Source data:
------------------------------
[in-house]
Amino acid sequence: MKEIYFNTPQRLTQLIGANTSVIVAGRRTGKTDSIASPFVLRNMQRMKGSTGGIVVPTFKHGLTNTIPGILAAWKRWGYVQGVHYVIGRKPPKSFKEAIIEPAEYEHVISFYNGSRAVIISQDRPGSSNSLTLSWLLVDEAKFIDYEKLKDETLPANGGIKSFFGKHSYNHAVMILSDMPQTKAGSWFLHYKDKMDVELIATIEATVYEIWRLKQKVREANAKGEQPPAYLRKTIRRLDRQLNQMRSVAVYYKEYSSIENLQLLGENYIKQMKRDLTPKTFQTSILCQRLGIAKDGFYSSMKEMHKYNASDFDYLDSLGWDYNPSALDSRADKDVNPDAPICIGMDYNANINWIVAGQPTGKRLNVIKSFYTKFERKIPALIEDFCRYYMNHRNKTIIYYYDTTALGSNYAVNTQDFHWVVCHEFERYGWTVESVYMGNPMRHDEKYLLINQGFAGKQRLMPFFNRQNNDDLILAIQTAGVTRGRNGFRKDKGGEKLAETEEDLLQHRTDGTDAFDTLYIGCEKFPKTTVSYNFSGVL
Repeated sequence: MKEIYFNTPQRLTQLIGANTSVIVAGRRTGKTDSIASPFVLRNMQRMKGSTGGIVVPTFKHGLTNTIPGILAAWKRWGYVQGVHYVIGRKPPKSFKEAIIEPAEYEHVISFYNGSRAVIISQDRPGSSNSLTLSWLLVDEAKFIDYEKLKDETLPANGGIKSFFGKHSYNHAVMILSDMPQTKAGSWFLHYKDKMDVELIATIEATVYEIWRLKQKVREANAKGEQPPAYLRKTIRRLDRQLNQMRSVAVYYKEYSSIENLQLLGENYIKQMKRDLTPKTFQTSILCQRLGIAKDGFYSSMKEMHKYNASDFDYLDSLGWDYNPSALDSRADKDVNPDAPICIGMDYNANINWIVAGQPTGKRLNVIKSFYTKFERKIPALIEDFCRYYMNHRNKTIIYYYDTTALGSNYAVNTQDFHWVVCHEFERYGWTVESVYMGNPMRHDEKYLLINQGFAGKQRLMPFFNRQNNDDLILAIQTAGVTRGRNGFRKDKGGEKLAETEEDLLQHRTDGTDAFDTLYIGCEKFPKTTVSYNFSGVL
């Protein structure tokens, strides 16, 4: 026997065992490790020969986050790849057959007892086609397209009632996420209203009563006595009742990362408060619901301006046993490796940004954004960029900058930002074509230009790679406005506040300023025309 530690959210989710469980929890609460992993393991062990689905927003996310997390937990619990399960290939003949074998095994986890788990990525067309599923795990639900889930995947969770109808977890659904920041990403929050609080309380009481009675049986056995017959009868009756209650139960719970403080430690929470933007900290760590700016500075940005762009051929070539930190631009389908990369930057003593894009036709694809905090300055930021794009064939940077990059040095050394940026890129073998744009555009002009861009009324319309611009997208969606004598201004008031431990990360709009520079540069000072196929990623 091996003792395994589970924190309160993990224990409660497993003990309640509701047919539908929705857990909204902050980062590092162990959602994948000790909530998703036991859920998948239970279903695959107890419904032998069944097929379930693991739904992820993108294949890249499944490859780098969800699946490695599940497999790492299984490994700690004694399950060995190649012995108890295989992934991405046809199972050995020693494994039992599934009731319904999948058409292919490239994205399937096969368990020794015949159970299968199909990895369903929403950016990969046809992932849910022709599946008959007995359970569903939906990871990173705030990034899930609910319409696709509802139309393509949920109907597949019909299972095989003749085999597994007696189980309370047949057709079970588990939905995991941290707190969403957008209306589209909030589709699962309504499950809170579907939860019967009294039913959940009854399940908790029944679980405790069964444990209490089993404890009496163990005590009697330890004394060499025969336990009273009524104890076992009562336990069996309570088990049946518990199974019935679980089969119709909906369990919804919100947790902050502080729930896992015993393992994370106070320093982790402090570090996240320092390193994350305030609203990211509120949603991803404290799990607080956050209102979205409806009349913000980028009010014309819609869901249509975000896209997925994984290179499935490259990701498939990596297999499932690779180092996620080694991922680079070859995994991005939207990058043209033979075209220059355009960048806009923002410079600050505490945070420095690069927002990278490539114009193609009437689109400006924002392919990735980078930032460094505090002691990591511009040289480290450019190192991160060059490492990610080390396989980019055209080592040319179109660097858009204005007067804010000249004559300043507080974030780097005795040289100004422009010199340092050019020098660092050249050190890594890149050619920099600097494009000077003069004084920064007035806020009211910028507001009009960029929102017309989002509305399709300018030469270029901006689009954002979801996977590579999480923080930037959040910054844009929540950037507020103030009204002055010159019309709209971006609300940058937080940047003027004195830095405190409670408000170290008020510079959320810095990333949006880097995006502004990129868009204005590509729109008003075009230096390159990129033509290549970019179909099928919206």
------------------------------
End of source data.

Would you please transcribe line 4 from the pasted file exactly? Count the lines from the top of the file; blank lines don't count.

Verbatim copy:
């Protein structure tokens, strides 16, 4: 026997065992490790020969986050790849057959007892086609397209009632996420209203009563006595009742990362408060619901301006046993490796940004954004960029900058930002074509230009790679406005506040300023025309 530690959210989710469980929890609460992993393991062990689905927003996310997390937990619990399960290939003949074998095994986890788990990525067309599923795990639900889930995947969770109808977890659904920041990403929050609080309380009481009675049986056995017959009868009756209650139960719970403080430690929470933007900290760590700016500075940005762009051929070539930190631009389908990369930057003593894009036709694809905090300055930021794009064939940077990059040095050394940026890129073998744009555009002009861009009324319309611009997208969606004598201004008031431990990360709009520079540069000072196929990623 091996003792395994589970924190309160993990224990409660497993003990309640509701047919539908929705857990909204902050980062590092162990959602994948000790909530998703036991859920998948239970279903695959107890419904032998069944097929379930693991739904992820993108294949890249499944490859780098969800699946490695599940497999790492299984490994700690004694399950060995190649012995108890295989992934991405046809199972050995020693494994039992599934009731319904999948058409292919490239994205399937096969368990020794015949159970299968199909990895369903929403950016990969046809992932849910022709599946008959007995359970569903939906990871990173705030990034899930609910319409696709509802139309393509949920109907597949019909299972095989003749085999597994007696189980309370047949057709079970588990939905995991941290707190969403957008209306589209909030589709699962309504499950809170579907939860019967009294039913959940009854399940908790029944679980405790069964444990209490089993404890009496163990005590009697330890004394060499025969336990009273009524104890076992009562336990069996309570088990049946518990199974019935679980089969119709909906369990919804919100947790902050502080729930896992015993393992994370106070320093982790402090570090996240320092390193994350305030609203990211509120949603991803404290799990607080956050209102979205409806009349913000980028009010014309819609869901249509975000896209997925994984290179499935490259990701498939990596297999499932690779180092996620080694991922680079070859995994991005939207990058043209033979075209220059355009960048806009923002410079600050505490945070420095690069927002990278490539114009193609009437689109400006924002392919990735980078930032460094505090002691990591511009040289480290450019190192991160060059490492990610080390396989980019055209080592040319179109660097858009204005007067804010000249004559300043507080974030780097005795040289100004422009010199340092050019020098660092050249050190890594890149050619920099600097494009000077003069004084920064007035806020009211910028507001009009960029929102017309989002509305399709300018030469270029901006689009954002979801996977590579999480923080930037959040910054844009929540950037507020103030009204002055010159019309709209971006609300940058937080940047003027004195830095405190409670408000170290008020510079959320810095990333949006880097995006502004990129868009204005590509729109008003075009230096390159990129033509290549970019179909099928919206």